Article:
VIENTIANE - As leaders of the Association of Southeast Asian Nations gather this week in Vientiane, questions remain over whether the regional grouping can maintain its unity following an international tribunal's ruling that rejected China's vast claims to most of the South China Sea.
The Permanent Court of Arbitration in The Hague ruled on July 12 against China's claims to economic rights across large swathes of the South China Sea, which overlap with those of the Philippines and other neighboring countries, prompting Beijing to put pressure on ASEAN and seek favors from countries dependent on Chinese aid and investment.
An ASEAN foreign ministerial meeting of the ASEAN Regional Forum, Asia's biggest annual security meeting, in late July stopped short of including any mention of the ruling in its chairman's statement, after a demand by the Philippines and Vietnam to say they "welcome" it was blocked by ASEAN members with close ties with China, most notably Cambodia.
Many have raised questions since then over whether ASEAN can maintain the unity it has always been proud of and whether consensus is still needed among its 10 member states when the issue touches on security and sovereignty.
"It is a good development that ASEAN does not always have a common position on a number of issues. It is a reflection of reality," Makmur Keliat, a senior analyst at the Jakarta-based research consultancy group Kenta Institute, said.
"It is good...because we know this country has taken this position, that country has taken that position. It is more transparent. It is based on national interest," he added.
He said the time has been coming to understand ASEAN not merely from the perspective of documents but from that of "real behavior," stressing that behavior is as important as the "dry documents" that show only a little development from one year to another.
On Tuesday morning in a meeting prior to the summit, ministers called for "concrete" ASEAN unity in dealing with regional challenges, according to Indonesian Coordinating Minister for Political, Legal and Security Affairs Wiranto, terming it a "mantra" for cooperation.
"Terrorist attacks, kidnappings, human trafficking, drug trade and illegal fishing are new, hard challenges faced by ASEAN, but with unity, such challenges can be overcome," said Wiranto, who led the Indonesian ministerial delegation.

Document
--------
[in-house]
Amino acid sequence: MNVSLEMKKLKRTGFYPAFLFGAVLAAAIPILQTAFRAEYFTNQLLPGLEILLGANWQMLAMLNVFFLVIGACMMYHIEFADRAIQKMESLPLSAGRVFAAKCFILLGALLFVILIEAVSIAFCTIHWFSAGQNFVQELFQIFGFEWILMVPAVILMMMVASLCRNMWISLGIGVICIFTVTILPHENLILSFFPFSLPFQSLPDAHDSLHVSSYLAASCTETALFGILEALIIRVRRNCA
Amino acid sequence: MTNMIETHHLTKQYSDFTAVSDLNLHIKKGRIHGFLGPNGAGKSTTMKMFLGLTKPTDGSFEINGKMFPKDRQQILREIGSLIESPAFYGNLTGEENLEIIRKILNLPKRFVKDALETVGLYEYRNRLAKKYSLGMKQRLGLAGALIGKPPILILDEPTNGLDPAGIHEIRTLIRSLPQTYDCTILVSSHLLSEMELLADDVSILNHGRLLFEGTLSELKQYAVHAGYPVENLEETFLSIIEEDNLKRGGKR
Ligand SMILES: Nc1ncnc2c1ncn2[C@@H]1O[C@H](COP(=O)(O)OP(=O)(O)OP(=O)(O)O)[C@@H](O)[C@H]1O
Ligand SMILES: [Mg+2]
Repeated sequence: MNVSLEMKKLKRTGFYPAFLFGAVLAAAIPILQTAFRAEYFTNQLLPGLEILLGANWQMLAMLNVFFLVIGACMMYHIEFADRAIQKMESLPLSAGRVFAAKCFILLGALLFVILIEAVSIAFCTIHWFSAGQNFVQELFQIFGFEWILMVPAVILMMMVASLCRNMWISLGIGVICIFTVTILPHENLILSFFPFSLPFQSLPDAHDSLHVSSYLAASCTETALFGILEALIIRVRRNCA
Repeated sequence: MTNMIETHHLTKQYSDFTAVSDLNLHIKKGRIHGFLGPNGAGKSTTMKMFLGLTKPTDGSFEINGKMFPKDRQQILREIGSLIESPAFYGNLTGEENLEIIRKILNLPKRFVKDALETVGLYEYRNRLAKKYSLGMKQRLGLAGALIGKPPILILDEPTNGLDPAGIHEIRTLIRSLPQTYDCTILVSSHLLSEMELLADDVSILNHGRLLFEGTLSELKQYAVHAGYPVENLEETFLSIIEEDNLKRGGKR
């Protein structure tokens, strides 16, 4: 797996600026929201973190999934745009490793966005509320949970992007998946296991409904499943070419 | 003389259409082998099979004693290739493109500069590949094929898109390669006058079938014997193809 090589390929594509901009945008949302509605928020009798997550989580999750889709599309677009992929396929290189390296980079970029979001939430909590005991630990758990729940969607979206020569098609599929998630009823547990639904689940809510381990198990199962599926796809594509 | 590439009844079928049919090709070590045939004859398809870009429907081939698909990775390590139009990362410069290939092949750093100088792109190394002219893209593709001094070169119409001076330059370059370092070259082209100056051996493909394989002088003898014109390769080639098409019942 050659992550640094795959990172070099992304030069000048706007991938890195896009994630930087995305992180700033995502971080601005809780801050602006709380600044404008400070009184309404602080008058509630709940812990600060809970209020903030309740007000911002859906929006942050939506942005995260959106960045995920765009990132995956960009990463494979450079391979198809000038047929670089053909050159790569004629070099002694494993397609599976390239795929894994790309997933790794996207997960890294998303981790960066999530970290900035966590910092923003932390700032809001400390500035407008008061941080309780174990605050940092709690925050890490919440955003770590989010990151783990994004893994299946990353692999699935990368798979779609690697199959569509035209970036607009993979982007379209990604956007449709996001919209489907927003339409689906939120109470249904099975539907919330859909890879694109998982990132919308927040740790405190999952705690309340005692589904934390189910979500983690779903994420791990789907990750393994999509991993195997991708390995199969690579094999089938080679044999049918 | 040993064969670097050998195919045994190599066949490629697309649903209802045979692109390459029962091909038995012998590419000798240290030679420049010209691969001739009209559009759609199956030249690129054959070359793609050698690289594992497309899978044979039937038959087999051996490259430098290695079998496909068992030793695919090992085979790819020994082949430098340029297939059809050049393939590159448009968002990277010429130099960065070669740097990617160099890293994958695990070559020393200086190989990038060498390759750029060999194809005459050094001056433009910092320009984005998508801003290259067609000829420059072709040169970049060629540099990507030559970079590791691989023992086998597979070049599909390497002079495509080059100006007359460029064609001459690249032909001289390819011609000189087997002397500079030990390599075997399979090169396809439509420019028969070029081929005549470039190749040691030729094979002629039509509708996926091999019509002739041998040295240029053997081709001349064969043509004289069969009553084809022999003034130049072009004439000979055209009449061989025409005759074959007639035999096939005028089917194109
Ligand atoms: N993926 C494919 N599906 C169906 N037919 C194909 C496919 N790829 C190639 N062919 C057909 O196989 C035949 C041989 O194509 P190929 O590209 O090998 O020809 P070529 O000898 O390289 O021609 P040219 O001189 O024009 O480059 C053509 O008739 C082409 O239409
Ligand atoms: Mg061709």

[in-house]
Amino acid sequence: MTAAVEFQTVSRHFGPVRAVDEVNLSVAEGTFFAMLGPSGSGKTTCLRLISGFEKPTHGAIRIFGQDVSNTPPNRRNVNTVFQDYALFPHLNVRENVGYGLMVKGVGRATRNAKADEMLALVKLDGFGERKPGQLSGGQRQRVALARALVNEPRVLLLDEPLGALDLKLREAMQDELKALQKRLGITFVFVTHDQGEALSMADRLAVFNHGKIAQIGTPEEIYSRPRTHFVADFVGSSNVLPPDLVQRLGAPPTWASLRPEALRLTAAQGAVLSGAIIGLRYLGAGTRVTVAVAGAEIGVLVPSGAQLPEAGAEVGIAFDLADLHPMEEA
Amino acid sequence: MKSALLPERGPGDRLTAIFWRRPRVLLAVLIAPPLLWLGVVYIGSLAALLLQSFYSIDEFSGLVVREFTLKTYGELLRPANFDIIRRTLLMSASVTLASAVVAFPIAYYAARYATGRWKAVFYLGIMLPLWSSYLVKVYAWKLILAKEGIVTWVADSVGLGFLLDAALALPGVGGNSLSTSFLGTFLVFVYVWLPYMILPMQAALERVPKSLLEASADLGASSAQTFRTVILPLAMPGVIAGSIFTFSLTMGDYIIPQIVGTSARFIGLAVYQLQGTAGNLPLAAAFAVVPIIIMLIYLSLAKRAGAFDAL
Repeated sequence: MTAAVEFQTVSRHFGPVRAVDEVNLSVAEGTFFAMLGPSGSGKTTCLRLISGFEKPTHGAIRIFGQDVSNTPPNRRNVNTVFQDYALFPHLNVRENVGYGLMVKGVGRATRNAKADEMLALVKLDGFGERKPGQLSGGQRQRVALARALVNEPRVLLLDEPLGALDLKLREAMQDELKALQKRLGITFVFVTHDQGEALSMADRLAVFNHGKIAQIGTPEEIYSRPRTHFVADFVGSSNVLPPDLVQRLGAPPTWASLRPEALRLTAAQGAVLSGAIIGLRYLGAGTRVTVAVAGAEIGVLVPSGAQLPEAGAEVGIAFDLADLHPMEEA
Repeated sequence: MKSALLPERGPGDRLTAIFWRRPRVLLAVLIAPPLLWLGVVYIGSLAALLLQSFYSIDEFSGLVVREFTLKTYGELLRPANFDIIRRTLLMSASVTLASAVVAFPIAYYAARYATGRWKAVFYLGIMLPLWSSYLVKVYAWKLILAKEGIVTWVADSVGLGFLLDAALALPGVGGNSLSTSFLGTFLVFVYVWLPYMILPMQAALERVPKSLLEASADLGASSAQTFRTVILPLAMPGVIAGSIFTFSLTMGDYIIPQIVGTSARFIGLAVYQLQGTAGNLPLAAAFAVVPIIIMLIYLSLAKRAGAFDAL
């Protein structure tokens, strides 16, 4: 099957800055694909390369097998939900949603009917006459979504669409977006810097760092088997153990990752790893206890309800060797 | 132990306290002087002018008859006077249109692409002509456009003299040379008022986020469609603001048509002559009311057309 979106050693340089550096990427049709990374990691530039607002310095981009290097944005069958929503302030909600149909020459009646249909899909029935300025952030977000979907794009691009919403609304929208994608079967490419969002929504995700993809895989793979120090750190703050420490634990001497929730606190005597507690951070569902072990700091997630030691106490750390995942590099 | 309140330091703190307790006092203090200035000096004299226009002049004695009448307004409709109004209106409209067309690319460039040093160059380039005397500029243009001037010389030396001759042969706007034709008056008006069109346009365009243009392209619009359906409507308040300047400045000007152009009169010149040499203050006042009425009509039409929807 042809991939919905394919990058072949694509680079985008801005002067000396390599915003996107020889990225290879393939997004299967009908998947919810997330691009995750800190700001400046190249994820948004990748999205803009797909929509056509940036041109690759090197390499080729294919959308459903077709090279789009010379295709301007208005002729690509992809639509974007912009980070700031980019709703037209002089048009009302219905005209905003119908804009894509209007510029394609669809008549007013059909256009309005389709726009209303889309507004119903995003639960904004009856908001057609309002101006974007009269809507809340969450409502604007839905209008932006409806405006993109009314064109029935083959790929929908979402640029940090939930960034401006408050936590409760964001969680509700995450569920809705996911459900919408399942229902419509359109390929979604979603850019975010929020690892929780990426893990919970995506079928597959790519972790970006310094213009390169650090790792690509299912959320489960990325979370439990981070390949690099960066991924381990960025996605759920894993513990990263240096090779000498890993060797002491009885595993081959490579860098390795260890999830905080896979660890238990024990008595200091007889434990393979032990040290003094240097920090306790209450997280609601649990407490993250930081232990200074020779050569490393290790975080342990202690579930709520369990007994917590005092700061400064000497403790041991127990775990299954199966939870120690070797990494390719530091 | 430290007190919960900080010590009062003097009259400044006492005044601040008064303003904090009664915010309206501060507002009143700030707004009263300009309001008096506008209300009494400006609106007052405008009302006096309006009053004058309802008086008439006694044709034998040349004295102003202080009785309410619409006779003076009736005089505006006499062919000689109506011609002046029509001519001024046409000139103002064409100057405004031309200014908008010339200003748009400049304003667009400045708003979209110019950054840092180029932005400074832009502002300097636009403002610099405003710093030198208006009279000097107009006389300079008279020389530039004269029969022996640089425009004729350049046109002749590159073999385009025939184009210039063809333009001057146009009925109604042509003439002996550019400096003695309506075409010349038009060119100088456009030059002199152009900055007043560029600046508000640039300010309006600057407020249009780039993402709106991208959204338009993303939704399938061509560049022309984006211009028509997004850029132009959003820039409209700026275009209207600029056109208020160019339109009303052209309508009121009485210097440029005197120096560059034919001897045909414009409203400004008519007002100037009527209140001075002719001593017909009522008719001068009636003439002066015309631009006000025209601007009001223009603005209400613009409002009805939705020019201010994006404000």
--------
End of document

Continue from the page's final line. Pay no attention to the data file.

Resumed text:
Wiranto did not directly say whether the ministers touched on the divisive South China Sea issue, stating only that ASEAN has been able "to successfully manage the complex issue of peace and security in the region."
On ASEAN unity, Keliat, who is also a lecturer at the University of Indonesia, also stressed that consensus does not always suggest unanimity of position or voice.
"The principle of consensus actually reflects our politics. Why don't we have a rigid mechanism? Because consensus is a symbol of our politics, but is not stated clearly," he said.
"We have a level of comfortableness. If other countries don't feel comfortable with certain issues, there is no need for ASEAN to make a joint statement," he added.
Evan Laksmana, a researcher at the Center for Strategic and International Studies, expressed a similar view, saying that sometimes consensus "can be an agreement to disagree -- not necessarily a stark choice between 'agree on all words' or 'no statement at all.'"
"Some of the group's strategic successes have happened via informal mechanisms without unanimous public statements. So let's not make unanimity of position in joint statements the be all and end all of centrality," Laksmana said in a piece published by the English-language newspaper Jakarta Post.
It is the step that has been taken by ASEAN, according to both observers, in dealing with China.
"We would like to maintain our good relationship with Japan, we would like to maintain our good relationship with the United States, but it does not mean that we cannot become friendly with China," Keliat said.
"(China) is a large country. We cannot neglect that. Japan also has a lot of investment in China, and because Japan also has interests with China (Japanese Prime Minister Shinzo) Abe has become more flexible," he added, stressing it will be more dangerous for the region if China becomes unstable.